Current design lives for US Air Force turbine engine materials are based on a 1 in 1000 rate of nucleation of an engineering sized crack (B0.1). These lives are determined from models fitted to test coupon fatigue data at many different loading conditions. It has been shown that this methodology can sometimes lead to excess conservatism, and it often does not fully incorporate understanding of the mechanisms that drive crack initiation, growth, and fracture. A mechanism based probabilistic life forecasting methodology has been previously proposed with the objective to improve the prediction of minimum fatigue life or design life through understanding of the type and frequency of the material mechanisms that lead to early or immediate fatigue crack initiation.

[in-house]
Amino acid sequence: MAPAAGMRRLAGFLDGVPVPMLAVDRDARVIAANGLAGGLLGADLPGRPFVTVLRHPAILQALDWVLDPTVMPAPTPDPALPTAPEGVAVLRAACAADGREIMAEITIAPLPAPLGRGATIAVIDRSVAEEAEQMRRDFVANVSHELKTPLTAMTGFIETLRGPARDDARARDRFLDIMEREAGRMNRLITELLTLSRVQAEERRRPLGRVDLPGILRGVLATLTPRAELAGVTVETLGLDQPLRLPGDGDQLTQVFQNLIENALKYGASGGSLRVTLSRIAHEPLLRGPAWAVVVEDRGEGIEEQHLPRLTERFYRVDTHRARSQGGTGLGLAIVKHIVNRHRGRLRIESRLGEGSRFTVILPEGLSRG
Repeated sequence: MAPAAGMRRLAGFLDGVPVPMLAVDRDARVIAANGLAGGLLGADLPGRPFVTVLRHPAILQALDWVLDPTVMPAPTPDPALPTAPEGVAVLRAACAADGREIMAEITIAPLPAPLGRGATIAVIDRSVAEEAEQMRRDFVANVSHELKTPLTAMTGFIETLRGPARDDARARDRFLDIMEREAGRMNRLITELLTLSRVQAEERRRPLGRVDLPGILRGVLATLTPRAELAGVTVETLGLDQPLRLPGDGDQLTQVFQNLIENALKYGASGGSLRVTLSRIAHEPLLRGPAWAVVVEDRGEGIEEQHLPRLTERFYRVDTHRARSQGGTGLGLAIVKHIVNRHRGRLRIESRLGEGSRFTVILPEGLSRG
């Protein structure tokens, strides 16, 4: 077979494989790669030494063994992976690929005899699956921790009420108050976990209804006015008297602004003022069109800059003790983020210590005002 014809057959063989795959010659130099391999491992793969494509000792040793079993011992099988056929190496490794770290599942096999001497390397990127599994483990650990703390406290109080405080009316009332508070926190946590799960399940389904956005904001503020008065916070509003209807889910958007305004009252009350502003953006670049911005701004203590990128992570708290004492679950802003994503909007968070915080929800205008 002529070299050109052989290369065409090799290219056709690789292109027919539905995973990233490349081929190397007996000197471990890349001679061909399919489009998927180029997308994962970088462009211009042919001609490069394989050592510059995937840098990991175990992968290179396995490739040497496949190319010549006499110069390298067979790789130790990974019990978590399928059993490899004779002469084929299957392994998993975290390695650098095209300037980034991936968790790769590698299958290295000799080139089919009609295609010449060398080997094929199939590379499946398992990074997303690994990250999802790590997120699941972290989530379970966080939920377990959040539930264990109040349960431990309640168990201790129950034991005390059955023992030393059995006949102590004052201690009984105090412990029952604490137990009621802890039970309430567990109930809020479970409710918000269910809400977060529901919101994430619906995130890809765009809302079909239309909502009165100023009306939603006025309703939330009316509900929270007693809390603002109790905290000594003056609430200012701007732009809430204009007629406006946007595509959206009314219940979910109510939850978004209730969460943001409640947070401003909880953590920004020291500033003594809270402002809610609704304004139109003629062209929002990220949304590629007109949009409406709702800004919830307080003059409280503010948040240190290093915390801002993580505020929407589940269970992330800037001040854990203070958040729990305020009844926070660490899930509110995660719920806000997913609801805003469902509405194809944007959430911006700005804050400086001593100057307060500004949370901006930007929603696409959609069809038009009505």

An approach is proposed and demonstrated for the estimation of probabilistic mechanism-based design life prediction confidence bounds. These confidence bounds on the calculated B0.1 or minimum life predictions are dependent on the quality and quantity of the data used in the analysis. The effect of additional data from either small crack growth tests or microstructural characterization or fractography analysis on the extent of the calculated confidence bounds is shown. The analysis presented can ultimately be used to describe a relationship between the required confidence in the design life predictions to the cost of the test program required to collect the necessary data. Comparisons are made between data requirements and the level of confidence in empirical statistical predictions from fatigue test data and the new probabilistic mechanism-based design life predictions for laboratory specimens in a turbine engine material.